There is currently confusion between the disease and the cure. The "disease" is the excessive debt and leverage in the financial system, especially in the US, Great Britain, Spain and Australia. The "cure" is the reduction of the level of debt that is now underway (the great "de-leveraging").
The initial phase of the cure is the reduction in debt within the financial system. Some of the debt created during the Ponzi prosperity years will not be repaid. Non-repayment of this debt, in turn, has caused the failure of financial institutions. The process destroys both existing debt and also limits the capacity for further credit creation by financial institutions.
Total losses from the GFC to financial institutions, according the latest estimates, will be in excess of US$ 2 trillion. Banks need additional capital to cover assets that were parked in the "shadow banking system" (the complex of off-balance sheet special purpose vehicles) but are now returning to the mother ship’s balance sheet. The global banking system, in aggregate, is close to technically insolvent.
Commercial sources for recapitalisation are limited as losses mount and the outlook for the financial services industry has deteriorated. Government ownership or de facto nationalisation is the only option to maintain a viable banking system in many countries.
Even after recapitalisation the capital shortfall in the global banking system is likely to be around US$ 1-3 trillion. This equates to a forced contraction in global credit of around 20-30% from existing levels.
The second phase of the cure is the effect on the real economy. The problems of the financial sector have increased the cost and reduced availability of debt to borrowers for legitimate business purposes. The scarcity of capital means that banks must reduce their balance sheets by reducing their stock of loans. Normal financing and loans are now being effectively rationed in global markets.
This forces corporations to reduce leverage by cutting costs, selling assets, reducing investment and raising equity. This also forces consumers to reduce debt by selling assets (where available) and reducing consumption.
"Negative feedback loops" mean reduction in investment and consumption lowers economic activity, placing stresses on corporations and individuals setting off bankruptcies that trigger losses for the financial system that further reduces lending capacity. De-leveraging continues through these iterations until overall levels of debt reach a sustainable level determined by lower asset prices and cash flows available to service the debt.
Within the financial sector, de-leveraging is well advanced. In the real economy it is in the early stages. The process echoes Joseph Schumpter’s famous maxim of "creative destruction".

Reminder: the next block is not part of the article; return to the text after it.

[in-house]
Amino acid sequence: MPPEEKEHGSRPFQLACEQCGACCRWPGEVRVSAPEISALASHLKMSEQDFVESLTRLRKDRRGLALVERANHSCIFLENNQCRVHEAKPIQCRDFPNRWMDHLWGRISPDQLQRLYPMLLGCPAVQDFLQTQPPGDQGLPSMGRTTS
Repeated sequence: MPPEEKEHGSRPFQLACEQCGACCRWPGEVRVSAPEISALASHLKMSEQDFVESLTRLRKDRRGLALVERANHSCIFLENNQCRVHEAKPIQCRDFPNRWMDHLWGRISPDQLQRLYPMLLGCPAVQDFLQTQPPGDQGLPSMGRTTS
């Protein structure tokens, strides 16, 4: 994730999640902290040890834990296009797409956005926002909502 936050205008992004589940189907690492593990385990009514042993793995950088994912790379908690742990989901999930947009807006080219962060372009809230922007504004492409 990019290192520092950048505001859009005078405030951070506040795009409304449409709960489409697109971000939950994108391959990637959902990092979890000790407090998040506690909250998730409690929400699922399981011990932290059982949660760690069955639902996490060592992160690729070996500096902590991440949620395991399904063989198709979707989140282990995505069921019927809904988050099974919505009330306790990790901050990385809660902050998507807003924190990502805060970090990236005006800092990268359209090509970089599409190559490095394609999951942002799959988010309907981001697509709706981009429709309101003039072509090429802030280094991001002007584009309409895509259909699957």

The severity of the crisis was underestimated initially. Ben Bernanke, Chairman of the US Federal Reserve in March 2007 stated during Congressional Testimony: "At this juncture, the impact on the broader economy and financial markets of the problems in the sub-prime market seems likely to be contained." In April 2007 US Treasury Secretary Henry Paulson delivered an upbeat assessment of the economy: "All the signs I look at show the housing market is at or near the bottom… The U.S. economy is very healthy and robust."
The grande mal seizure of financial markets in September and October 2008, with the bankruptcy of Lehman Brothers, a large US investment bank and near collapse of AIG, the world’s largest insurance group, highlighted the seriousness of the problems. Since then national and international "committees to save the world" have implemented a bewildering and ever changing array of measures to try to stave of economic collapse.
The actions – dubbed WIT ("What it Takes") by Gordon Brown, the English Prime Minister - have been focused on trying to stabilise the financial system and maintaining growth in the real economy.
Governments and central banks have moved to remove toxic debt from bank balance sheets, inject share capital to cover losses from bad debts and also guaranteed the bank’s own borrowings to allow them to continue to raise deposits and borrow. Bank of England Governor Mervyn King recently summed up the nature of the UK’s support for the banking system memorably: "The package of measures announced yesterday by the Chancellor are not designed to protect the banks as such. They are designed to protect the economy from the banks."
Governments have provided large amounts fiscal stimulus and support for the housing market (in the US). In addition to the normal "automatic stabiliser" effects of reduced tax income and higher social welfare spending in a recession that push budgets into deficit, governments have launched new spending initiatives focused on infrastructure and direct payments to those most affected by effects of the GFC. Central banks have cut interest rates to levels not seen for decades.